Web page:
I am not a mouthpiece.

March 31st, 2009



I just received an email from a winery’s PR person telling me how so-and-so magazine gave their wine this really great score and included the wine in one of those best-of lists.

I have a few questions for winery PR staff, and I truly do not mean to sound flip:

I write about wine, I review wine. What purpose does it serve for the winery to send a critic a press release telling them how another critic rated their wine?

What am I to do with this “90-some points” information?

I am familiar with the producer and their vineyards. I have visited the property and interviewed the vineyard and cellar crew. It is likely that I can say more about the vineyard and the wines than the critic in the aforementioned magazine could.

To set the record straight, my ego is not slighted. I believe in the quality of this particular label’s wines and, while I may have a different approach to rating wines and tend to value somewhat different characteristics in wine than the quoted critic, it is likely that the wine in question deserves the accolades.

However, this is a common occurrence. Winery PR staff send out emails boasting of the newest 90-some point score. So my beef is not with the producer or the individual PR person. It is with this practice of sending out alerts to people who review wines, telling them that someone else who reviews wines (possibly with a different standard of wine assessment) has awarded some great score or rating to a wine.

It is possible that my email is on a general distribution list or on a general “wine biz people” list. However, presuming that the wineries who send me these emails have some sort of “media” or “press” email list, I have to ask: do they notify Parker when Kramer says something nice about their wine (or vice versa?).

If you are a wine PR professional and want to get attention for your brand, offer the writer a media kit (sans scores) or ask if they want to taste your wines – either when the winemaker is in their area, the next time the writer is in your area or offer to send them some samples – just keep the scores out of the media copy.


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6 Responses to “I am not a mouthpiece.”

  1. Steve Heimoff Says:

    Arthur, you’re absolutely right! The same thing happens to all of us. I try not to get irritated — and generally don’t — but sometimes… It falls into the category of “What were they thinking?”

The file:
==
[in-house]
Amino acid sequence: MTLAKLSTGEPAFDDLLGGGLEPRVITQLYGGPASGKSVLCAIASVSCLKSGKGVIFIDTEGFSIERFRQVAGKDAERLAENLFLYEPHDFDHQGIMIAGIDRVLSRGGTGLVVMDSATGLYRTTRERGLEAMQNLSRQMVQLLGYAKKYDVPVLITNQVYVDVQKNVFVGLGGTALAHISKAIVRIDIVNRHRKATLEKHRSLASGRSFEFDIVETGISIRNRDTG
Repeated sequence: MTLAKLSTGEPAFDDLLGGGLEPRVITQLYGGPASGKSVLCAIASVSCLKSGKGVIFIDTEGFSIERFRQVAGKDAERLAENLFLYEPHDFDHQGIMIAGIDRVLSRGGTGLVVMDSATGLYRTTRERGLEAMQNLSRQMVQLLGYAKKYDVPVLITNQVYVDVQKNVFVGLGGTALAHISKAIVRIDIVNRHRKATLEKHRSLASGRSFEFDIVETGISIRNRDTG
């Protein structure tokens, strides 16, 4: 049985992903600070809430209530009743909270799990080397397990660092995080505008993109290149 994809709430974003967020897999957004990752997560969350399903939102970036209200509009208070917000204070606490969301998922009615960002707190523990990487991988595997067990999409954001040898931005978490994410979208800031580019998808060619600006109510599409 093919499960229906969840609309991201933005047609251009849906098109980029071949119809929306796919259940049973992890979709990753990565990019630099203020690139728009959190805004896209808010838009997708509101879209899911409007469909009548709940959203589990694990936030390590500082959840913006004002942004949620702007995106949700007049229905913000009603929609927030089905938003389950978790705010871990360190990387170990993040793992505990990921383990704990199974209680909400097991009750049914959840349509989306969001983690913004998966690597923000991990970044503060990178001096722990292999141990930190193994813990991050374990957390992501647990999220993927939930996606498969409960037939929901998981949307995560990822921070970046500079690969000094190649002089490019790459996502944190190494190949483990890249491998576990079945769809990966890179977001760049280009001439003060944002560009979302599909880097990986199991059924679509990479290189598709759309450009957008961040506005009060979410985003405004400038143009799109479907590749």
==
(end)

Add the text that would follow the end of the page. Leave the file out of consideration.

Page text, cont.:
2. Dylan Says:

    You’re justified in your reaction. The wine is meant to stand on its own merit, and, simply out of respect to you or any other reviewer, there should be no mention of what someone else says. The whole point of them reaching out to you or anyone else is so you may try the wine for yourself and, if pleased (or displeased) enough, give your own evaluation. I’m forwarding this to our team and asking them to show it to our PR team as well. What you’re saying is just and worth imparting, even if we believe it goes without saying.

  3. Pete Says:

    You frequently receive emails touting another critic’s review of a wine? As a wine PR person (Terlato Wines International), I’m aghast. I sometimes include accolades in promotional materials that consumers will see, and some writers might occasionally be exposed to those same materials. But never the kind of thing you are talking about. I would LOVE to see such a communication, to fully experience the absurdity of it. Maybe you could share it, taking out information that might identify the offender, if you wish to protect their identity?

  4. Michael Wangbickler Says:

    Hi Arthur,

    Great post. To Steve’s point, I think you should be irritated. And, I think you should let them know it. Those of us who have been doing Wine PR for ANY amount of time know that this is NOT an acceptable practice. Why would one writer CARE what another writer has said about any given wine? They will be evaluating the wine themselves. It either reflects a lack of knowledge (likely), a lack of homework (probably), and/or laziness (definitely). The worst thing I can think of as a Wine PR & Marketing professional is lazy PR. It aggravates our media contacts and reflects poorly on the field as a whole. I hope that person learns from their mistake.

  5. Arthur Says:

    Thanks for contributing to the discussion, Michael.

    I actually am not that miffed – even if it is bad form on the PR person’s part.

    But the message I see in these emails is (indirectly) that since they got a good score, they either want me to trumpet that to my readers (who may not appreciate the particular critic’s way of rating) or they don’t need my help since they got big props from one of the Troika of wine critics.

    The simplest thing a Wine PR person can do to avoid this is create separate distribution lists in their email address books.

  6. John Kelly Says:

    Arthur – this strikes me as the PR person (people?) just not understanding their target audience.

    Get a good score – by all means trumpet it to wine buyers by email, and maybe mention it in the cover letter with samples sent to other reviewers who also use scores. MAYBE. Or better – with a line like: “I hope you enjoy these wines, which were well-reviewed by so-and-so.” Still and all its a bit pushy. Were I a reviewer and were I to receive an interesting wine, I would search online and find this stuff out for myself. Don’t all reviewers do this? :)

    But there is the implicit: “you’d better give us a good review” and in your shoes I would be irritated by that. Just as I am personally irritated when I am offered “advice” on making my wines “better.”